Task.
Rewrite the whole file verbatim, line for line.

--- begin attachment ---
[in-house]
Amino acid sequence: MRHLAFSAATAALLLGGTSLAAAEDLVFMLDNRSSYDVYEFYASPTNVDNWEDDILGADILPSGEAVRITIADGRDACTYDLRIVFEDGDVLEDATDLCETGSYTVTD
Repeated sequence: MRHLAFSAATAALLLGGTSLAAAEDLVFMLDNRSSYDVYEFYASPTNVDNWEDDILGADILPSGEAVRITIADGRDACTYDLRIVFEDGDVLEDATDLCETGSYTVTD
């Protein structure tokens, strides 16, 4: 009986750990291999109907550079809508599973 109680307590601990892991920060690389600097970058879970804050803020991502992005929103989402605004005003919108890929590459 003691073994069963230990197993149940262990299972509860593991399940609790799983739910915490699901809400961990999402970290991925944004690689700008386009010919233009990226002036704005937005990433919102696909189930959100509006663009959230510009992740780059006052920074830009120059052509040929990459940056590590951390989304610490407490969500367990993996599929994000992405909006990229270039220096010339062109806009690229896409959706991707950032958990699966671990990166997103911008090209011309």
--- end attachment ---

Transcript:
[in-house]
Amino acid sequence: MRHLAFSAATAALLLGGTSLAAAEDLVFMLDNRSSYDVYEFYASPTNVDNWEDDILGADILPSGEAVRITIADGRDACTYDLRIVFEDGDVLEDATDLCETGSYTVTD
Repeated sequence: MRHLAFSAATAALLLGGTSLAAAEDLVFMLDNRSSYDVYEFYASPTNVDNWEDDILGADILPSGEAVRITIADGRDACTYDLRIVFEDGDVLEDATDLCETGSYTVTD
């Protein structure tokens, strides 16, 4: 009986750990291999109907550079809508599973 109680307590601990892991920060690389600097970058879970804050803020991502992005929103989402605004005003919108890929590459 003691073994069963230990197993149940262990299972509860593991399940609790799983739910915490699901809400961990999402970290991925944004690689700008386009010919233009990226002036704005937005990433919102696909189930959100509006663009959230510009992740780059006052920074830009120059052509040929990459940056590590951390989304610490407490969500367990993996599929994000992405909006990229270039220096010339062109806009690229896409959706991707950032958990699966671990990166997103911008090209011309």